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Tank Wastes Planned for On-Site Disposal at Three Department of Energy Sites: The Savannah River Site - Interim Report tanks. The liquid remainder, or unconcentrated supernate, contains soluble salts and is referred to as a salt solution. If concentrated by evaporation, much of the salts initially in solution will precipitate to form a solid saltcake. To conserve tank space, most of the salt solutions have been processed through an evaporator (a heated tank that evaporates water from waste) to produce saltcake, leaving relatively small volumes of concentrated supernate solution. Although there is disagreement about the contents of the individual tanks, the totals of the individual radionuclides and chemicals in the tank systems are relatively well known. The total radioactivity in each physical form is shown in Figure 2 and Table 1, which also lists the radioactivities for other wastes on- site. The supernate contains more than 90 percent of the inventory of soluble radioactive species, mainly cesium-137. The saltcake is a solid material composed of more than 99 percent of salts, such as sodium nitrate, which contains lower (by approximately a factor of 10 to 20) concentrations of soluble and insoluble radioactive constituents. The waste in the tanks (see Figure 2) contains approximately 1.6 × 1019 becquerels (426 million curies [MCi]) of radioactivity; approximately half of the radioactivity is in the sludge and half in the salt waste. Most of the volume is in the salt waste, approximately 128,000 m3 (33.8 million gallons), whereas the sludge represents approximately 9,800 m3 (2.6 million gallons). More than 95 percent of the radioactivity in the waste comes from cesium-137 (and its short-lived decay product barium-137) and strontium-90 (and its short-lived decay product yttrium-90). Both the cesium and the strontium isotopes have half-lives of approximately 30 years. The cesium poses a particular hazard for people working near the waste because it emits penetrating radiation (gamma rays). Other radioactive constituents in the waste are of FIGURE 2 Aggregated volume and radioactivity distributions among the tank waste phases in all tanks at the Savannah River Site as of December 2004. SOURCE: DOE (2005a).     very small fraction of the chemical mentioned exists in the preferred phase in that medium. Also, the sludge entrains some soluble radioactive species.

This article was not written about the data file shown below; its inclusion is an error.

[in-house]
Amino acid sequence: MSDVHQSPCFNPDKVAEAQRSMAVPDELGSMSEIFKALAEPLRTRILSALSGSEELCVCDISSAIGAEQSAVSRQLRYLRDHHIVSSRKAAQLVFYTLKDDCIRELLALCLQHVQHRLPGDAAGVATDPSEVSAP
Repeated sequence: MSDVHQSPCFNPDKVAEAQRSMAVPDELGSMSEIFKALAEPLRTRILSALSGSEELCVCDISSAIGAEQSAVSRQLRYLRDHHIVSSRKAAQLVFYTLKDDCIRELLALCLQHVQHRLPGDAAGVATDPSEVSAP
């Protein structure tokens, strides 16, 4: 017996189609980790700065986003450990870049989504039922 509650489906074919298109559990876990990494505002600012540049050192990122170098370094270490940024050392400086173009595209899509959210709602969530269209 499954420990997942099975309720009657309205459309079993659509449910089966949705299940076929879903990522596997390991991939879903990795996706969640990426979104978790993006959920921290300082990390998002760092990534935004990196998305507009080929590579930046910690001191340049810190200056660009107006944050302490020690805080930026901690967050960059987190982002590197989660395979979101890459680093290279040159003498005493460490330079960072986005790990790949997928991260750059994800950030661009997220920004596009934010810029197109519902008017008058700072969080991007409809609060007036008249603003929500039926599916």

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Tank Wastes Planned for On-Site Disposal at Three Department of Energy Sites: The Savannah River Site - Interim Report TABLE 1 Inventory of Radioactive Waste by Type at the Savannah River Site Type of Waste Volume (m3) Radioactivity (Ci) Total high-level waste in the tanks comprisinga 138,000 426 million Sludge 9,800 203 million Saltcake 62,000 12 million Supernate 66,000 211 million Vitrified high-level wasteb 1,754 logs 7.8 million Stored transuranic wastec,d 11,000 490,000 Buried transuranic-contaminated waste and soilc 4,500 18,500 Low-level waste storedc 15,276 Not available Low-level radioactive waste in disposal cellsc 698,000 11 millione NOTE: These data are from different sources, are measured or estimated at different times, and did not indicate quantified uncertainties. a DOE, 2005a. b As of December 1, 2004. c DOE, 2001a. d As of 1996. e Not decay corrected, hence an overestimate. concern for other reasons: DOE has concluded that carbon-14, selenium-79, technetium-99, iodine-129, tin-126, and neptunium-237 dominate the long-term risk to the public from disposed waste because of their long half-lives and their mobility in the environment (Cook, 2005). The actinide isotopes, including isotopes of plutonium and americium, decay into a series of other radioactive substances (together referred to as a decay chain) and also constitute long-term hazards, particularly for inadvertent intruders who may disturb the waste. DOE’s plan to manage the waste retrieved from the tanks is to separate the radioactive from the nonradioactive components, the latter of which make up nearly the entirety of the waste volume. This processing generates two waste streams: (1) a high-activity waste stream, which will be immobilized and disposed off-site in a high-level waste repository, and (2) a low-activity waste stream, which is to be disposed on-site as low-level radioactive waste. Figure 3 illustrates the waste flows that DOE has described for tank wastes at the Savannah River Site. The reader should note that the wastes planned for repository disposition are not the subject of this study, because they are not planned for onsite disposal. They are included here because management of the tank wastes must be considered as a whole system of interconnected parts. For example, any chemical agents used to clean the tanks must be compatible with the processing of at least one of the two waste streams. Sludge For nearly 10 years, DOE has been retrieving sludge from the tanks at the Savannah River Site for immobilization in glass. After retrieval from the tank, the sludge is transferred to a dedicated waste tank where it is “washed” to remove soluble salt constituents that will interfere with the glass-forming process and to reduce the volume of material that is sent to the Defense Waste Processing Facility (DWPF) for vitrification into logs of waste glass. The